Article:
The transitional use from in-person to remote ambulatory cardiovascular care led to a significant increase in remote visits during the COVID-19 pandemic, according to a recent study.

Investigators conducted a cross-section study of 176,781 ambulatory cardiology visits, finding that remote-use patients during the COVID-19 era were more likely to be Asian, Black or Hispanic individuals, traditionally underserved patient groups, as well as those with private insurance.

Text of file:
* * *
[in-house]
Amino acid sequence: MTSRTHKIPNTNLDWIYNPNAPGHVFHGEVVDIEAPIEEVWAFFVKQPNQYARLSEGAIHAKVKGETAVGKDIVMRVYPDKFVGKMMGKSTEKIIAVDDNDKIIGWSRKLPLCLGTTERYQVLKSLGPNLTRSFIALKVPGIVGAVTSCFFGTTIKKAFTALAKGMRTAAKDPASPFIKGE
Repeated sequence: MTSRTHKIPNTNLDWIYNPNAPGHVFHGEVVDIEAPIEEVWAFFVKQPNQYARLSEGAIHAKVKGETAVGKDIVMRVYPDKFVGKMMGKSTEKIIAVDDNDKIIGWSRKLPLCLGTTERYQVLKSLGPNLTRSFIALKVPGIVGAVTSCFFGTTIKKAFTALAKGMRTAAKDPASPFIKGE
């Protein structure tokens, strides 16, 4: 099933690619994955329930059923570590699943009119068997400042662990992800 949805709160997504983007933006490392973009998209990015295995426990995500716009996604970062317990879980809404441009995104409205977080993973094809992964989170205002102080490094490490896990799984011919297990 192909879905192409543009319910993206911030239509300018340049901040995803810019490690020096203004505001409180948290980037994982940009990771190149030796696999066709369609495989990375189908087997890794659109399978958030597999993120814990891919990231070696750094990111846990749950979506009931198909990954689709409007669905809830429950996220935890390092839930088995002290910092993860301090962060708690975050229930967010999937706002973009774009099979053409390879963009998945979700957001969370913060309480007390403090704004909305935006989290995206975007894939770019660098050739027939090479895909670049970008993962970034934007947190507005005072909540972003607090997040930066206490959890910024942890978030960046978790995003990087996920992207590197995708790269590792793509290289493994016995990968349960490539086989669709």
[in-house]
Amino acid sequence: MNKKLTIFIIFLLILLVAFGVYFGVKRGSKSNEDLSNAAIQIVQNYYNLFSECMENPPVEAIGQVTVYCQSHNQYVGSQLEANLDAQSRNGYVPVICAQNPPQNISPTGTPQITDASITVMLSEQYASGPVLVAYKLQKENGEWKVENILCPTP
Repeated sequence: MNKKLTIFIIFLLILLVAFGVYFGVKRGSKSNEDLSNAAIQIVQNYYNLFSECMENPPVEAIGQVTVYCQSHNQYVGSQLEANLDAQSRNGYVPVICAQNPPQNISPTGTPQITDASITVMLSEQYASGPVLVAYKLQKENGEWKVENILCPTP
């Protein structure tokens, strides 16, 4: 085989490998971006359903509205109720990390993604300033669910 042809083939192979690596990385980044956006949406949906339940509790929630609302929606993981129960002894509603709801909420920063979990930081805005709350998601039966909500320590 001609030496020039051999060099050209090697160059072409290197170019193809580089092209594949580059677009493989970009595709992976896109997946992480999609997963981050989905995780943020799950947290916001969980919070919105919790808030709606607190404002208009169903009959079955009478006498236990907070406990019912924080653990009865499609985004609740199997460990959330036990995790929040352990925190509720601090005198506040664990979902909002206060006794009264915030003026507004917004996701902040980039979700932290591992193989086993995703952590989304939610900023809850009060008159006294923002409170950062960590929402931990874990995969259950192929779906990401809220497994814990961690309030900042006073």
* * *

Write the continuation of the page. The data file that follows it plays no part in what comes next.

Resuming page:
However, clinicians had significantly lower rates of ordering medication and tests during video and telephone visits compared to pre-pandemic in-person visits.

The study, headed by Neal Yuan, MD, of the Smidt Heart Institute at Cedars-Sinai Medical Center, stated it is the first to investigate how the “dramatic increase in the use of telehealth is associated with changes in cardiovascular patient care in

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